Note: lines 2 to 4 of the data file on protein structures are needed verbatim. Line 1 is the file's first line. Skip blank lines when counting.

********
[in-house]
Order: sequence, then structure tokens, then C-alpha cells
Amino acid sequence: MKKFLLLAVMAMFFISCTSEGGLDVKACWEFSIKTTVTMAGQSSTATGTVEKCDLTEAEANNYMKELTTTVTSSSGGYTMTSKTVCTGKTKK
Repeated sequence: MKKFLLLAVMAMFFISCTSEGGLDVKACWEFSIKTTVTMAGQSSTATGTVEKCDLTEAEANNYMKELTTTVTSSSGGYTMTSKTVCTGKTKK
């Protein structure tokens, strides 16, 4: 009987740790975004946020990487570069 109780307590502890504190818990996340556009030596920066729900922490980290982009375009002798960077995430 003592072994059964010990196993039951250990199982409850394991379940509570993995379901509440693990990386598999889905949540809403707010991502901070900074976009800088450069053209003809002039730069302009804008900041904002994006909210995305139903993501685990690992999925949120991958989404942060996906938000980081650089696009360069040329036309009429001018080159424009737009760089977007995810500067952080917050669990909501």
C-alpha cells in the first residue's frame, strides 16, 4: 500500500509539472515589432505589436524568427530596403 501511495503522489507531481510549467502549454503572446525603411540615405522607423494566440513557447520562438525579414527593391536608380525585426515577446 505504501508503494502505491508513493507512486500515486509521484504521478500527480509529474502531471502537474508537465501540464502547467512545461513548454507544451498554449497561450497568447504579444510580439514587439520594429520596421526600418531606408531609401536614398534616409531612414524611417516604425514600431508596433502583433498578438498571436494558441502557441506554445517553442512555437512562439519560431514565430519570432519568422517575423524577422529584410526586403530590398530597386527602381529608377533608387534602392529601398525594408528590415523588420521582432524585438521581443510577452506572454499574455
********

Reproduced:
Order: sequence, then structure tokens, then C-alpha cells
Amino acid sequence: MKKFLLLAVMAMFFISCTSEGGLDVKACWEFSIKTTVTMAGQSSTATGTVEKCDLTEAEANNYMKELTTTVTSSSGGYTMTSKTVCTGKTKK
Repeated sequence: MKKFLLLAVMAMFFISCTSEGGLDVKACWEFSIKTTVTMAGQSSTATGTVEKCDLTEAEANNYMKELTTTVTSSSGGYTMTSKTVCTGKTKK